1 Golden Globes hangover I. Following up on a point made in yesterday’s Golden Globes post, presenter Natalie Portman’s much-praised but unfair innuendo that the directors nominated in the “best director” category were there because of gender bias rather than the quality of their work was an example of shooting the bystander rather than the villain. The fact that women don’t get the opportunities to direct major films that men do–as a result of many factors, none of which relate to the relative directing abilities of the two pools–is not the fault of the male directors who get the jobs, nor does the fact of discrimination make the films that women do get to direct inherently better and more award-worthy than they are.

That said, the bias against female directors is real, and dumb. Here is an excellent article about it.

2. A Nation of Silly People. I warned that electing Donald Trump as President would eventually turn us into a Nation of Assholes, and that has come to pass with unexpected rapidity. I did not see the development resulting in the US becoming a nation of silly people, though that process was well underway already. The rush to anoint Oprah Winfrey as the savior of the Republic based on a speech at an entertainment awards show, however, is new evidence of the damage done to the nation’s values by the Trump trauma. Oprah is a cult, pop culture figure; a democracy deteriorating into a society where celebrities and cult leaders become political leaders was one of the fears expressed by our Founders. For the Left to embrace Oprah is stunning hypocrisy, after more than a year of (correctly) accusing Republicans of nominating a Presidential candidate with none of the qualifications traditionally required to be taken seriously as a contender for the office. Many unhealthy trends of long standing pointed to this eventuality,it is true: celebrity obsession, poor civic education, ignorance of history, and new age gibberish, plus the stunning absence of legitimate leaders in both political parties. Having followed O for a long time, since her days in Baltimore as a rising life-style reporter, I recognize a lot of warning signs regarding her ethical instincts, such as her addiction to talking about “personal truths,” which is just a sneaky way of endorsing “alternate facts,” her troubling anti-vaxx statements, her promotion of fake experts like Dr. Oz and Dr. Phil, her race-baiting, and more. There will be plenty of time to elaborate on these if and when her candidacy becomes more than a twinkle in E!’s eye. I doubt that we’ll get there, but as President Trump proved, you never know in the United States of America.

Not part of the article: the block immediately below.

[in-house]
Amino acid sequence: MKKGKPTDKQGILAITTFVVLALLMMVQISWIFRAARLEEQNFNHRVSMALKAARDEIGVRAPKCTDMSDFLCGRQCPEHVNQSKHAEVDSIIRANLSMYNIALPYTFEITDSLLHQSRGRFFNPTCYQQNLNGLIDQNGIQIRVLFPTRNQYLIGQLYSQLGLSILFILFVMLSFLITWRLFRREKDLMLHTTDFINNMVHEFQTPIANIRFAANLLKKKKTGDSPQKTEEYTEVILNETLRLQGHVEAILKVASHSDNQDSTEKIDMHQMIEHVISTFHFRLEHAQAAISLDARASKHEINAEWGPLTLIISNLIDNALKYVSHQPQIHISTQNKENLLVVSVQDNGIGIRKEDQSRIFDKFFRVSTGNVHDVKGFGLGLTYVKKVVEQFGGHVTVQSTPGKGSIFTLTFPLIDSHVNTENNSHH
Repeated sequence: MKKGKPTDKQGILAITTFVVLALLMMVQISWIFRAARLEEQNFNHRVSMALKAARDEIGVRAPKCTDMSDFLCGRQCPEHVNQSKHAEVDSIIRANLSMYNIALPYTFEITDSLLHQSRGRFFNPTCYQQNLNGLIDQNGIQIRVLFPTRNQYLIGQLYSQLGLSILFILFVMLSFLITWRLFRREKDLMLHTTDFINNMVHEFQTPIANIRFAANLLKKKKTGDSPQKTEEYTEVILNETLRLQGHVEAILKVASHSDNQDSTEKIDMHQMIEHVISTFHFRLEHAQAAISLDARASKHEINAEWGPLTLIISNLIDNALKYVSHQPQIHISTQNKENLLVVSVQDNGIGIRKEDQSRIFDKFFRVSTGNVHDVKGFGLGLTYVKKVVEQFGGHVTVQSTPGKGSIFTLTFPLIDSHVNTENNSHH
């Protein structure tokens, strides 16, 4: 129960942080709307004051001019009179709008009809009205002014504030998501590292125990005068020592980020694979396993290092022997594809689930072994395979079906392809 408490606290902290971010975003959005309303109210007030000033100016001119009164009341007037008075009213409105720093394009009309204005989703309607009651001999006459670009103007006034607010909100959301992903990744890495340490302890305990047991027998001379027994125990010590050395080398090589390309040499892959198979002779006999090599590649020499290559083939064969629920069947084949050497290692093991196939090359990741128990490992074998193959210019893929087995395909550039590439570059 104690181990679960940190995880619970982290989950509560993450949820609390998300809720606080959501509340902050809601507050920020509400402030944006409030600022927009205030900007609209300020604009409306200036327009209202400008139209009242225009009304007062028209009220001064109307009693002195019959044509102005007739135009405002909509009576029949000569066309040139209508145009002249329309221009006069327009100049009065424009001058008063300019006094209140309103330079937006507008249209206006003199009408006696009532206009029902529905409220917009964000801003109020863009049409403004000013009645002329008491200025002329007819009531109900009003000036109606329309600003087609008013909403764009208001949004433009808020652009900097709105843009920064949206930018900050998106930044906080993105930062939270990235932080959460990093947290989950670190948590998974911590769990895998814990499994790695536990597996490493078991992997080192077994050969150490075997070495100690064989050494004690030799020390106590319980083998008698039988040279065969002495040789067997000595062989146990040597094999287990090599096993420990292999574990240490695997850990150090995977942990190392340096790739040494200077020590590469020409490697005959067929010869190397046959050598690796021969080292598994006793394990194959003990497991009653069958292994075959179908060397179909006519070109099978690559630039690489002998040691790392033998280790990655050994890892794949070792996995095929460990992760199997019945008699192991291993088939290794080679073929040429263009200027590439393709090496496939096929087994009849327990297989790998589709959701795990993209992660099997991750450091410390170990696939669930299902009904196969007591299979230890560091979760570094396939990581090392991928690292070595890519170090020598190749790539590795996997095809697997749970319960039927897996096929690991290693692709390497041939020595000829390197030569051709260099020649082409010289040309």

3. A “Nah, there’s no media bias against Trump” note: During the Golden Globes broadcast, NBC, that paragon of journalism integrity, tweeted this:

4. Fake news in irresponsible punditry.  I have been meaning to write about this op-ed by New York Times “contributing opinion writer” Kashana Cauley for more than a week now, and the task has seemed so odious that I have avoided it. It is as bad an op-ed as I have ever seen, full of false assertions, misrepresentations , rationalizations and racial hate. I wonder when the New York Times editors reached the point where they would regard such trash as fit to be published under its banner. Rather than dissect the ugly thing as I originally intended, I’ll let you do the work, with me just pointing out some, but far from all, of the features that make this such unethical op-ed page content. Continue reading

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Filed under Arts & Entertainment, Character, Family, Gender and Sex, Government & Politics, Journalism & Media, Leadership, Race, Social Media, U.S. Society, Workplace

As Expected, The Golden Globes Were Ethically Incoherent